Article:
But detailed site investigations have revealed the land sits on 130ft deep
caverns and a redundant mine shaft.

The extra work will add around £1m to the cost of the centre, which has
already been redesigned because of rising steel costs.

Plans for an outdoor football pitch were scrapped and the size of the
athletics hall was reduced in a bid to drive down the final bill earlier this
year.

Lizanne McMurrich, head of Community Information and Learning at North
Lanarkshire Council, said: "These unforeseen issues were identified after
the £29m budget was set.

"There were basements exceeding 40m in depth which needed to be fully
excavated and backfilled to ensure stability for the works.

"The extent and depth of the basements varied considerably from the
assumptions made.

"No further savings can be incorporated without irrevocably impacting the
function and intentions of the facility."

Council chiefs have agreed to fund the budget over-run and will apply to
sportscotland in a bid to recover part of the additional sum.

Contractor Balfour Beatty is expected to start work at the end of next
month and complete in March 2010.

The Scottish Government, through sportscotland, has contributed £7m to
the project, which is also backed by the council and Ravenscraig Limited.

Backers hope the centre will be used as a training facility for the 2012
Olympic Games in London, and the 2014 Commonwealth Games in
Glasgow.

....


James H
samscafeamericain

James

Much obliged for this.  I have a few ex Lanarkshire buddies now scattered to the far winds (US and New Zealand) who are very grateful for your updates.
James

http://www.ravenscraig.co.uk/index.asp






Fly-through Video - http://www.ravenscraig.co.uk/flythrough.asp



James H
Doog Doog

That picture of the houses looks almost village-like.
Stuball

So it wont be concrete blocks and roundabouts?
dickyhart

they seem to have thought this one through properly, there was proper consultation about what people actually wanted in a community.
James

Council to rent affordable homes on Ravenscraig site (BBC)

New homes being built on the former Ravenscraig steelworks site in North
Lanarkshire are to be offered for rent to council tenants.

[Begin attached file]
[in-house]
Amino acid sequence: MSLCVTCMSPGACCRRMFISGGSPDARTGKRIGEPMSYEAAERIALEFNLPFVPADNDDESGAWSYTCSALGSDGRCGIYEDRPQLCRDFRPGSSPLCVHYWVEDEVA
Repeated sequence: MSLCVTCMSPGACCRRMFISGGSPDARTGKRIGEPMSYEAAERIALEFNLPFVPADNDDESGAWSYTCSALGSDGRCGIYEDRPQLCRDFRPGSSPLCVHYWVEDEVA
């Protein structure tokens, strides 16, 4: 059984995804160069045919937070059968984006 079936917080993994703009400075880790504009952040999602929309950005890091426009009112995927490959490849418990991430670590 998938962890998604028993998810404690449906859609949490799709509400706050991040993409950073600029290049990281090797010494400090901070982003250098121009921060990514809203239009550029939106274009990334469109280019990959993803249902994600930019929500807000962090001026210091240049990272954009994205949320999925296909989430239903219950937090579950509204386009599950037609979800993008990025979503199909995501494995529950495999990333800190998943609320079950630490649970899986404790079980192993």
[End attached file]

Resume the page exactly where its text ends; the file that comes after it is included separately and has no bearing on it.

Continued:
The local authority has agreed to purchase 18 three and four bedroom properties
from a private developer. Proposals for three further social housing projects in
Clarkston, Cambusnethan and Cumbernauld have also been approved.

Funding from the Scottish government will allow the work to go ahead.

Developer, David Wilson Homes, is building houses at Ravenscraig as part
of the first phase of the £1.2bn regeneration of the 1,100 acre site.

In a unique agreement, North Lanarkshire Council will buy 18 "off-the-shelf"
properties at a cost of about £110,000 per unit.

The Scottish government will provide a £25,000 subsidy towards each house.

....



James H
James

Rise of the ’Craig (© Eveing Times)



The multi-million pound transformation of a former steelworks site into a ‘town’
for 10,000 people has taken another huge step forward.


Plans for the £500million second phase to regenerate the former Ravenscraig
steelworks in Motherwell were approved yesterday. Consultants were given
the go-ahead to design the new town centre and second phase of homes.
Ravenscraig closed in 1992 – with the loss of 20,000 jobs – and the steelworks
were later demolished.

The site is now home to the new Motherwell College and next week the impressive
Ravenscraig Regional Sports Facility will open its doors. The area will eventually
house 10,000 people, with work on the £200m first batch of 850 homes starting
last March. The second phase, worth £500m, will bring the total number of homes
to 3500 and includes the development of a new town centre.

Ravenscraig Ltd, the company driving forward the rebirth of the site, have global
construction and management consultancy Turner & Townsend as project manager,
while architects Cooper Cromar have been appointed to design the area. The
development team is completed by the URS Corporation, Grontmij, DSSR, Colin
Buchanan, Gleeds, Keppie Design, Muir Smith Evans and Heritage Environmental.

The completed town centre will feature around one million sq ft of retail, leisure,
restaurant and community facilities. It will be served by a new railway station and
a bus interchange and have substantial car parking with access from both the M8
and M74. The project is expected to create 12,000 jobs and attract £1.4bn of private
sector investment over the next 15 to 20 years.

Ravenscraig is one of the most ambitious regeneration projects ever seen in Scotland
and one of the largest in Europe. Jim Fitzsimons, project director at Ravenscraig Ltd,
said: “The appointment of the team of consultants is yet another important milestone
in the regeneration. With everyone now in place, we hope to start design work later
this month.”

Jim McCabe, leader of North Lanarkshire Council, said: “I am pleased that, despite
these challenging economic times, this vital next step in the regeneration of
Ravenscraig has been taken.”

The £70m Motherwell College campus opened in 2009 and the grand opening of
the Ravenscraig Regional Sports Facility, which cost £32m, takes place next Thursday.
In November 2009, Scottish Enterprise, North Lanarkshire Council and Wilson Bowden
agreed to provide £2m in funding for the preparation of the planning briefs, which
in addition to the town centre, will also look at options for an industrial area and
business park.

The area planning briefs are seen as an essential next step in progressing to the
second phase of the project and will outline the future costs, including the level of
public sector funding required.



James H